11 Things to Know Before You Go to Tasmania
Tasmania is Bigger Than You Think
Tasmania is 26,383 square miles in area; that’s about the same size as Switzerland. It’s jam-packed with attractions and scenery, and contains some remote wilderness areas, so don’t underestimate your travel times. We’d recommend at least a week to see the highlights and between two and three weeks to see it in depth. This is definitely not a place to rush.
Tasmanian Devils are Nocturnal
Unless you are prepared to get up in the middle of the night – and even then you’ll have to be especially lucky – don’t expect to see this elusive creature in the wild. Instead, try the Tasmanian Devil Unzoo in Taranna, the Bonorong Wildlife Sanctuary near Hobart or the Devils@Cradle sanctuary in the foothills of Cradle Mountain.
Cradle Mountain is 1,545 metres high
The towering, snow-covered peak of Cradle Mountain is found in Cradle Mountain-Lake St Clair National Park. This picturesque park is scattered with mirror lakes, thick forest and dramatic peaks home to wombats, possums and wallabies. It’s a great spot for a walk – the two-hour loop around Dove Lake, in the shadow of Cradle Mountain, is a great starting point. Then there’s the summit itself – climb it, hike it or just admire it. Lake St Clair, at the southern end of the national park, is Australia’s deepest lake at 160 metres.
Port Arthur Used to be a Prison
Port Arthur is a beautiful place. Crumbling old buildings stand majestically among well-tended lawns on the side of a hill overlooking the sea, and it’s the perfect spot for a relaxing picnic or a scenic boat ride. But underneath the chocolate-box exterior lies a dark history: Port Arthur is a former convict settlement, where prisoners were brutally punished and often forced to live in solitary confinement or complete darkness, which for many drove them to insanity. It’s hard to imagine these horrors when you wander around the site on a sunny day, admiring the pretty architecture and taking in the sea views.
Tasmanian Tigers are Extinct (apparently)
Otherwise known as a thylacine, the Tasmanian tiger is not a tiger at all. It is in fact a carnivorous marsupial resembling a stripy dog with a kangaroo-like pouch. Now thought to be extinct, the creature’s sad demise is believed to be due to hunting, competition with wild dogs introduced by Europeans, and the erosion of its habitat. Last spotted in the wild in the early 1930s, the last captive Tasmanian tiger died in Hobart Zoo in 1936. Since then, there have been hundreds of sightings, including some captured on film, but none have ever been verified.
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You Can Sleep in an Art Gallery
On the outskirts of Hobart, you can step (or should that be sleep?) out of the ordinary with a night at the Museum of Old & New Art (MONA). Located on the grounds of the Moorilla Estate winery, the museum, described by its owner as a ‘subversive adult Disneyland’, is filled with dark, thought-provoking modern pieces mixed with more traditional antiquities and historical relics. The Pavilions, the quirky on-site hotel, offers ultra-modern, hi-tech rooms (think touch panel lighting and video art) with a hint of the old thrown in too in the form of artefacts and pieces from the museum. To top it all off, you can taste the vineyard’s top-notch wines and feast on a delicious tasting menu with vintages to match in the restaurant.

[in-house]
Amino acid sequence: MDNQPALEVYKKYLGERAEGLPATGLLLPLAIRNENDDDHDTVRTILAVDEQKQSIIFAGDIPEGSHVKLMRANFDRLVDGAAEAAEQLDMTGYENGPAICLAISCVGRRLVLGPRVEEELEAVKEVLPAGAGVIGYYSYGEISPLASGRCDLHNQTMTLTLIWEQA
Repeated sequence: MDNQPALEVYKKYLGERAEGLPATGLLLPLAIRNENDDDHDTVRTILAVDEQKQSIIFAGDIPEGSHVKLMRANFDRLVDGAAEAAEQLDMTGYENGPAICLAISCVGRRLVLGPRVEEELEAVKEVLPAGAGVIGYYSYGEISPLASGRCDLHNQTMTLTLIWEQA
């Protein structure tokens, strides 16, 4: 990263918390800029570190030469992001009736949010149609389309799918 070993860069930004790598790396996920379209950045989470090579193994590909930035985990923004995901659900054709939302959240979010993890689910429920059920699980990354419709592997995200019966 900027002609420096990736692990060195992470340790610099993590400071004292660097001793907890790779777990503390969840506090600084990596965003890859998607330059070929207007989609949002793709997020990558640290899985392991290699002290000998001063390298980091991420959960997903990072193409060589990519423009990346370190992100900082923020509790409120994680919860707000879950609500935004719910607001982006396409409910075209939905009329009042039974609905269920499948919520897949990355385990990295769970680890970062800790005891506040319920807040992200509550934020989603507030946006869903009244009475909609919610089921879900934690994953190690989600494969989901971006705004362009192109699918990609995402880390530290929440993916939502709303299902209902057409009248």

Wineglass Bay Looks like a Wine Glass
Freycinet National Park is home to the gorgeous sweeps of sand that make up Wineglass Bay, so-called because its double-sided beach resembles the stem of a wine glass. Often voted in the top 10 beaches of the world, Wineglass Bay is only accessible by boat (look out for dolphins) or via a three-hour hike over the hills. Alternatively you can just admire it from the lookout point.
You Can Drive up Mount Wellington
If you’re staying in Hobart, be sure to drive the scenic route to the 1,269m summit of Mount Welly, as it’s affectionately known, or take the bus. It’s chilly up there, with temperatures often below freezing, but the views over Hobart and the ocean beyond are spectacular. If you’re feeling particularly adventurous, you can hire a mountain bike and descend the slopes on two wheels.
Australia may be known for its sun-kissed beaches, but down in Tasmania, it can snow. And snow it does. In the depths of winter (June and July) snowfall in the higher altitudes can be pretty heavy and often remains until spring begins in October. But don’t let it put you off – the countryside looks wonderfully pure and there are plenty of log cabins in the mountains where you can sit by a roaring fire with a mug of hot chocolate. Better yet, grab your snowshoes and hike the Overland Track.
Hobart Likes a Good Festival
Hobart loves to celebrate and the chances are something will be going on, whenever you choose to visit. At Christmas, the Myer Hobart Christmas Pageant draws the punters, then there’s the Taste of Tasmania, seven days of foodie delights, held in December, which is also when the Sydney to Hobart Yacht Race sets sail. In January you can laugh your socks off at the Hobart Comedy Festival, then in June celebrate the winter solstice at the Antarctic Midwinter Festival.
Tasmania has the Purest Air in the World
So what are you waiting for? Grab your hiking boots, hire a bike, surfboard or a kayak and get outdoors among the forests, parks, mountains, lakes and beaches.
Tasmania tickle your fancy? Try our Tasmanian Explorer Journey, which takes in Hobart and Mount Welly, walking in Cradle Mountain-Lake St Clair National Park, sailing in Wineglass Bay and an after-dark ghost tour of Port Arthur.